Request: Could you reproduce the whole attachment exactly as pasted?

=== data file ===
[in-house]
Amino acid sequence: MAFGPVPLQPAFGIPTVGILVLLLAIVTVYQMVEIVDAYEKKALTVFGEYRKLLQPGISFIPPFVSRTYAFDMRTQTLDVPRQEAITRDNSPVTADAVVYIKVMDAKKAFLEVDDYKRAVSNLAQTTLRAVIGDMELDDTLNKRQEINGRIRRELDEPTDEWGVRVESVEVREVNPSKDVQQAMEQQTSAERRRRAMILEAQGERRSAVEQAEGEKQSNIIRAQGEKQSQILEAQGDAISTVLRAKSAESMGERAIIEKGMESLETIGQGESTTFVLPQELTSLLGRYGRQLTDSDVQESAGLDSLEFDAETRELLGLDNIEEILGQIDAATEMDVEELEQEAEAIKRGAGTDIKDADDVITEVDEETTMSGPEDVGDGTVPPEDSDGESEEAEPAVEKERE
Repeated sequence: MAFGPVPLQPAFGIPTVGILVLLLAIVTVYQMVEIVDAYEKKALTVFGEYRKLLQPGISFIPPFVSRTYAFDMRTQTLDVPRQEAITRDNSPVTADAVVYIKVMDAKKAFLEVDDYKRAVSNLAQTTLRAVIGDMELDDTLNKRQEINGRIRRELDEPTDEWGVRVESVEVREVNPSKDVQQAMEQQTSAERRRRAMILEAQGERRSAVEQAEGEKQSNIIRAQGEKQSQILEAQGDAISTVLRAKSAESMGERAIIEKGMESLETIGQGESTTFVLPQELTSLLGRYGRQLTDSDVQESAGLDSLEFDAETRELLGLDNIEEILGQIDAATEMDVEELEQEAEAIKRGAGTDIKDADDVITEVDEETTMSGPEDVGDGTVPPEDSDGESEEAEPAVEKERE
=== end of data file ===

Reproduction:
[in-house]
Amino acid sequence: MAFGPVPLQPAFGIPTVGILVLLLAIVTVYQMVEIVDAYEKKALTVFGEYRKLLQPGISFIPPFVSRTYAFDMRTQTLDVPRQEAITRDNSPVTADAVVYIKVMDAKKAFLEVDDYKRAVSNLAQTTLRAVIGDMELDDTLNKRQEINGRIRRELDEPTDEWGVRVESVEVREVNPSKDVQQAMEQQTSAERRRRAMILEAQGERRSAVEQAEGEKQSNIIRAQGEKQSQILEAQGDAISTVLRAKSAESMGERAIIEKGMESLETIGQGESTTFVLPQELTSLLGRYGRQLTDSDVQESAGLDSLEFDAETRELLGLDNIEEILGQIDAATEMDVEELEQEAEAIKRGAGTDIKDADDVITEVDEETTMSGPEDVGDGTVPPEDSDGESEEAEPAVEKERE
Repeated sequence: MAFGPVPLQPAFGIPTVGILVLLLAIVTVYQMVEIVDAYEKKALTVFGEYRKLLQPGISFIPPFVSRTYAFDMRTQTLDVPRQEAITRDNSPVTADAVVYIKVMDAKKAFLEVDDYKRAVSNLAQTTLRAVIGDMELDDTLNKRQEINGRIRRELDEPTDEWGVRVESVEVREVNPSKDVQQAMEQQTSAERRRRAMILEAQGERRSAVEQAEGEKQSNIIRAQGEKQSQILEAQGDAISTVLRAKSAESMGERAIIEKGMESLETIGQGESTTFVLPQELTSLLGRYGRQLTDSDVQESAGLDSLEFDAETRELLGLDNIEEILGQIDAATEMDVEELEQEAEAIKRGAGTDIKDADDVITEVDEETTMSGPEDVGDGTVPPEDSDGESEEAEPAVEKERE